The Next X-plane
Tilt rotor, lift fan, tail sitter: What’s the best technology for both vertical lift and high speed?
development, production, and operating these V/STOL concepts,” writes Mike Hirschberg, who developed a modern V/STOL Wheel of Misfortune while working on the F-35 program and is now the executive director of AHS. The only four to go into production are the Harrier, the Yak-38 and F-35B jet fighters, and the V-22 Osprey tiltrotor troop transport, which swivels two large wingtip “proprotors” upward to take off and land like a helicopter and forward to fly like an airplane. That enables the Osprey, now in service with the United States and, soon, Japan, to cruise at 275 knots, roughly double the cruising speed of most military heli- copters. Though the Osprey can hover, it doesn’t do so very efficiently, in part because speedy forward flight requires the proprotors’ blades to be short and heavily twisted, and in part because the craft has high disk loading (the total weight of the aircraft divided by the area of the circle its rotor blades describe). “Nearly all of the aircraft shown on the V/STOL Wheel—all of which were built and flown—could have been fielded, given enough time, money, and willingness to accept compromise,” says Hirschberg. “But they needed to have a compelling capability over less expensive, less complicated conventional aircraft of their day.” What the VTOL X-plane program, also known as the VXP, is trying to do is to come at the problem by combining the lessons learned over the past 75 years with new technology and new ideas.
DARPA’S Bagai says a key VXP requirement is “the ability to hover and to perform sustained hover. That’s an attribute of vertical flight that’s important. That’s why we have helicopters today, because nothing else can do those missions that helicopters can do.” Speed, he says, can be gotten pretty much just by adding power: “We know how to fly barn doors fast.” He should know. When at Sikorsky, he was principal engineer on the X2 high-speed technology demonstrator, a compound helicopter—coaxial rotors with a pusher propeller—that won the Collier Trophy in 2011 for setting an unofficial helicopter speed record: 250 knots in level flight.
In March 2012 Bagai came to DARPA and started the VTOL X-plane project, the sort of experimental project DARPA was made for. The agency doesn’t produce military equipment; instead, it funds farsighted, sometimes far-fetched research to help keep the military on the cutting edge of technology. If DARPA’S projects bear fruit, the results are handed over to the military for possible development. For example, the agency did some early work on the lift fan technology used in the F-35B, but has no direct role in F-35 production.
The VTOL project kicked off in 2013, when the agency awarded preliminary design contracts of $11 million to $17 million each to four competitors. Two of the awards went to some of America’s top military aviation manufacturers: Boeing and a Sikorsky–lockheed Martin team. The other contracts went to smaller companies headed by two of the country’s most inventive aeronautical engineers: Aurora Flight Sciences, whose chief designer, John Langford, got his start heading a team that set a world record for human-powered flight, and Karem Aircraft, founded by Abraham Karem, who among other achievements invented the Predator drone.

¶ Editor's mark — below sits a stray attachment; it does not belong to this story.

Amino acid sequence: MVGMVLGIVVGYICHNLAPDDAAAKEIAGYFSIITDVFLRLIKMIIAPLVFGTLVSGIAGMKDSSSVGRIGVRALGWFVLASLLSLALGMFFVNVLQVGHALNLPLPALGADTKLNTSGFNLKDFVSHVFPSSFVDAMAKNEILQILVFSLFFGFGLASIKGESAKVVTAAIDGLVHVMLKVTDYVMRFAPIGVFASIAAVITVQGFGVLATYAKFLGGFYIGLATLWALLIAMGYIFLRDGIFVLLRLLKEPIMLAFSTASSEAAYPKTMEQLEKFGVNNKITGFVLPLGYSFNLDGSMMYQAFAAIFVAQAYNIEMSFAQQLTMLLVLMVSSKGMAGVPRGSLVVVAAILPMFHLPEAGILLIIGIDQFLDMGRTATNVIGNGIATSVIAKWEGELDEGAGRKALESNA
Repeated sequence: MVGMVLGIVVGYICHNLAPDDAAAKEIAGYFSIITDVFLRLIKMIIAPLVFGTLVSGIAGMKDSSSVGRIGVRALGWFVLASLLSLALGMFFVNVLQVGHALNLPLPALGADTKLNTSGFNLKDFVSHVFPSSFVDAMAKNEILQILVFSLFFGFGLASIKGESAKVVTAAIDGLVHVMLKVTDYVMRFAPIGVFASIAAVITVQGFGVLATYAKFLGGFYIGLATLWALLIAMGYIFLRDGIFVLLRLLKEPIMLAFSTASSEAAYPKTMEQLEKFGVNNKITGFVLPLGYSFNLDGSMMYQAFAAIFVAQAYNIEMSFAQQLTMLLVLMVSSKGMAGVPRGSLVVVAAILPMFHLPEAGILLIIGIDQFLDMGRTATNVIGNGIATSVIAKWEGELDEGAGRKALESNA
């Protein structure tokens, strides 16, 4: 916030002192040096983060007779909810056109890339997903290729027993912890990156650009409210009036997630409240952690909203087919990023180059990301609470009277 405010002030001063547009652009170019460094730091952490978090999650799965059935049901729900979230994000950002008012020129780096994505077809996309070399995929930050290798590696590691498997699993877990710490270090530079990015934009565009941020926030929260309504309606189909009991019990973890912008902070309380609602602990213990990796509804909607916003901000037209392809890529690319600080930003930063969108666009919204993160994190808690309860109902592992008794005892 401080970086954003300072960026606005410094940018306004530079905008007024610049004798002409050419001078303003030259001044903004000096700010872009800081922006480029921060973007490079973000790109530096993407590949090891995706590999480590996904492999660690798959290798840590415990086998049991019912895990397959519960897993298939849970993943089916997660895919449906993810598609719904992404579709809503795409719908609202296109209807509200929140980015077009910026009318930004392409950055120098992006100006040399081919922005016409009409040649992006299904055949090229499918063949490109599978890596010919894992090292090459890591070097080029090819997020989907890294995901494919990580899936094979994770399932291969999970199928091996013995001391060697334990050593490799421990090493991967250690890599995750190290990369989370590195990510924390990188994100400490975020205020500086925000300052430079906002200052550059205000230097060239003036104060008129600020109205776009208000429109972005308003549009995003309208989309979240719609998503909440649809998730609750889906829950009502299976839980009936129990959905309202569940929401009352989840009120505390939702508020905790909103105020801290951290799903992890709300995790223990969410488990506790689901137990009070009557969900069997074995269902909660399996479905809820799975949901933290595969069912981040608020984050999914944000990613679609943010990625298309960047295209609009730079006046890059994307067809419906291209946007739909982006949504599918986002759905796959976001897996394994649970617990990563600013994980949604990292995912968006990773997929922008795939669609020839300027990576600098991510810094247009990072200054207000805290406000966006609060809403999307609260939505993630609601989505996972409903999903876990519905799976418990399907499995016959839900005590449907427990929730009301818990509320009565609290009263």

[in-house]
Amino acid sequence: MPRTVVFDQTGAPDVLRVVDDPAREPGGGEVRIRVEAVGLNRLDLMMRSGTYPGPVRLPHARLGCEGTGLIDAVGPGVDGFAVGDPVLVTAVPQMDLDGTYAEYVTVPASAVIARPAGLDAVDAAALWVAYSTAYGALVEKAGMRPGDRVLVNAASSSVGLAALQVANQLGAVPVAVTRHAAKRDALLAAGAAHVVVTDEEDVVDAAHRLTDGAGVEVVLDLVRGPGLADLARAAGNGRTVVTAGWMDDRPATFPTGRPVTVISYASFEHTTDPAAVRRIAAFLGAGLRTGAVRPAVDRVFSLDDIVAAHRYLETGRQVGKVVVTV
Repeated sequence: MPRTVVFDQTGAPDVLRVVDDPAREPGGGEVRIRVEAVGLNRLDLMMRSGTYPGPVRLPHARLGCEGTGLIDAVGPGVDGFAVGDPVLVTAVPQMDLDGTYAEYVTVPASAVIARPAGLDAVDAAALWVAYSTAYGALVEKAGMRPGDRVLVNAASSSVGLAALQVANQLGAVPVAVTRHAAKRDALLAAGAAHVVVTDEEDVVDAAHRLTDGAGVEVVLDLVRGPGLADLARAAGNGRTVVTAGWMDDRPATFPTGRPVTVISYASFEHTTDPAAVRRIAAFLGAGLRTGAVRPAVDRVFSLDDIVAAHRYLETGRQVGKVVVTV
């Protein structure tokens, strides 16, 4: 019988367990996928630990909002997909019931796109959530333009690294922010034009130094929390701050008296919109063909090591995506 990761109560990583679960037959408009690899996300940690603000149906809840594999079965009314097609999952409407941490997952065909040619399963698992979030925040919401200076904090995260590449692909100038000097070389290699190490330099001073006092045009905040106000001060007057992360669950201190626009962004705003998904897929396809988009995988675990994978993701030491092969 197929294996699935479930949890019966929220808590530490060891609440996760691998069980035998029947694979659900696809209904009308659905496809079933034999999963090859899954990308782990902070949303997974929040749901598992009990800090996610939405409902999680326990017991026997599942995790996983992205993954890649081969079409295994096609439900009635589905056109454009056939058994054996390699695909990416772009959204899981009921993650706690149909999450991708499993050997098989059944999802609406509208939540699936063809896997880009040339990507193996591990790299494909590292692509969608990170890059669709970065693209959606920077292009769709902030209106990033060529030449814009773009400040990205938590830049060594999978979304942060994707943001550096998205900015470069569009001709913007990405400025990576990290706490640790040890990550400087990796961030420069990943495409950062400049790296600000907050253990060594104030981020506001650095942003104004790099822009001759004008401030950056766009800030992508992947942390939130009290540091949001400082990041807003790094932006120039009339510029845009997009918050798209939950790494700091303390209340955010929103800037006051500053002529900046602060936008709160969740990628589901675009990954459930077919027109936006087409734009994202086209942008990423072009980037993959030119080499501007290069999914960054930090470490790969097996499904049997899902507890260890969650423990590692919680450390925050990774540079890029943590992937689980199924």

The four contestants are offering dramatically different solutions—all unmanned, an option DARPA offered to speed the work.
says, adding that Phantom Swift uses a “four-post lift approach” for vertical flight and hover. After vertical takeoff, louvers at the bottom of the lift fans in the fuselage can be used for maneuvering in a hover or closed entirely for forward flight. The body lift fans then shut down while the wingtip thrusters tilt forward to make the craft fly like a conventional airplane.
“We have the ability to control thrust [independently] on all four fans,” Ritter says. “We have louvers in the bottoms of the body lift fans which can provide directional control. We have the ability to rotate our wingtip thrusters independently and help provide directional control. And then, by controlling the thrust out of each of those fans, all of those different things combined provide the means for low-speed directional control.” At high speed “you’ve got full flying tails and flaperons on the aircraft as well,” Ritter adds. “So we’ve got maneuverability and agility, in addition to just the wingtip thruster control in forward flight.”
Power for Phantom Swift comes from two GE CT7-8 engines, a variant of GE’S 700 series, which are used in Sikorsky’s S-92 multi-role helicopter. Boeing built no subscale demonstrator to test its concept in flight, but Ritter says some “young engineers” at the Phantom Works built a six-foot model as “a marketing tool during the proposal stage”; a video of it flying in a lab can be found on Youtube.
It would be “very easy” to build manned or unmanned versions of the Phantom Swift, Ritter ventures, scaled down from the VXP’S required 10,000 to 12,000 pounds to as little as 4,000 pounds. Scaling Phantom Swift up to 24,000 pounds also could be done, he says, though “it’s going to take some engineering design.” Nevertheless, Ritter adds, “when we look at this, we see a great X-plane and fun opportunity to demonstrate new technology—but also the makings of a new product line.”